Updated July 2nd, 2022 at 16:01 IST
Russia mobilizing its economy and industries to fuel the war in Ukraine: Report
Russian President Vladimir Putin is likely mobilizing his country’s economy and industry to sustain the ongoing war in Ukraine, Institute for Study of War said.
Russian President Vladimir Putin is likely mobilizing his country’s economy and industry to sustain the ongoing war in Ukraine, the Institute for the Study of War reported. In its latest report, the institute claimed that the Kremlin has proposed special amendments to the country's law in order to fuel its war machine. The report came days after the Ukrainian administration labelled Russia as a “terrorist state” accusing it of deliberately killing innocent civilians.
“The Kremlin proposed an amendment to federal laws on Russian Armed Forces supply matters to the Russian State Duma on June 30, that would introduce “special measures in the economic sphere” obliging Russian businesses (regardless of ownership) to supply Russian special military and counterterrorist operations,” the Institute sais in a state,ent.
New amendments could change employee contract
Elaborating on the proposed constitutional change, the institute said that it would prohibit Russian businesses from refusing to accept state orders for special military operations. In addition, it would also allow the Kremlin to change employee contracts and work conditions, such as forcing workers to work during the night or on federal holidays.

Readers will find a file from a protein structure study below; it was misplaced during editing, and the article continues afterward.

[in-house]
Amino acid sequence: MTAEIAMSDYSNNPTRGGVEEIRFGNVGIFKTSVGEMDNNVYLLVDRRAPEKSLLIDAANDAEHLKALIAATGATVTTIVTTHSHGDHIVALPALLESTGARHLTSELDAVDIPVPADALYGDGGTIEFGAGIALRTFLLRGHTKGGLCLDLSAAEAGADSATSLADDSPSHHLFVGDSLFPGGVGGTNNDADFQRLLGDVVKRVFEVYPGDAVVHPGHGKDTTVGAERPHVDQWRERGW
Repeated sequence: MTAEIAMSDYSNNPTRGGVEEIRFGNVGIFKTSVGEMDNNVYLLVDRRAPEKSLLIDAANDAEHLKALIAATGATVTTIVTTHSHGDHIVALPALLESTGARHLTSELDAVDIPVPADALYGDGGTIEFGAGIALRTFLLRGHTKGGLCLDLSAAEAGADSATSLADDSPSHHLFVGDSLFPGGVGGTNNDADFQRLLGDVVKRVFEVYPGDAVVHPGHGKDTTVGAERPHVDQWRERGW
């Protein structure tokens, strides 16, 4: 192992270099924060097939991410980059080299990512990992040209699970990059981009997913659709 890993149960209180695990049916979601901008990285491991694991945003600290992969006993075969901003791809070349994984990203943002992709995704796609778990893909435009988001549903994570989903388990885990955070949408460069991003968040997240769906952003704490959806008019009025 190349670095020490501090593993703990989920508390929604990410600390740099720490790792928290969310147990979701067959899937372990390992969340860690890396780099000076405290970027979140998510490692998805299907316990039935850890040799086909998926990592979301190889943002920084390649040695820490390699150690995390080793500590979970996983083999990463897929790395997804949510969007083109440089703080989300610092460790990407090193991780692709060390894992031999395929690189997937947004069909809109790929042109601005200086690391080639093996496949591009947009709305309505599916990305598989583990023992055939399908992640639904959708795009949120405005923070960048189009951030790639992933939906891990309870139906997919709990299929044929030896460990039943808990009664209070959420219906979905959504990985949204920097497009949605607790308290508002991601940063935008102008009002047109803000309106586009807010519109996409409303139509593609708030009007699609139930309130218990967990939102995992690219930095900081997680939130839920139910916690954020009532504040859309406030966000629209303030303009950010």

It is pertinent to note that Putin is pulling all stops to capture the industrial region of Donbas as the war lingers on for its fifth month.
While Russian Federation is diverting funds to support war in Ukraine, economic repurcussions of the conflict are also being seen in Europe. Triggered by coronavirus lockdowns and sky rocketing fuel prices amid war in Ukraine, inflation in the Eurozone reached a record high last month. In its latest report, EU’s statistics agency EuroStats said that prices of goods and services rose by 8.6% in June. The inflation rate was higher than the 8.1% surge in May, which itself was the highest rise since 1997 (two years after Euro was launched).
The prices of consumer goods were particularly affected. As per the agency, the cost of food, alcohol and tobacco rose by nearly 9% annual rate last month. Prices of non-energy industrial goods showed a 4.3% inflation rate, 0.1 % higher than that in May. However, providing respite to consumers, prices of services cooled slightly from 3.5% in May to 3.4 % in June.
Published July 2nd, 2022 at 16:01 IST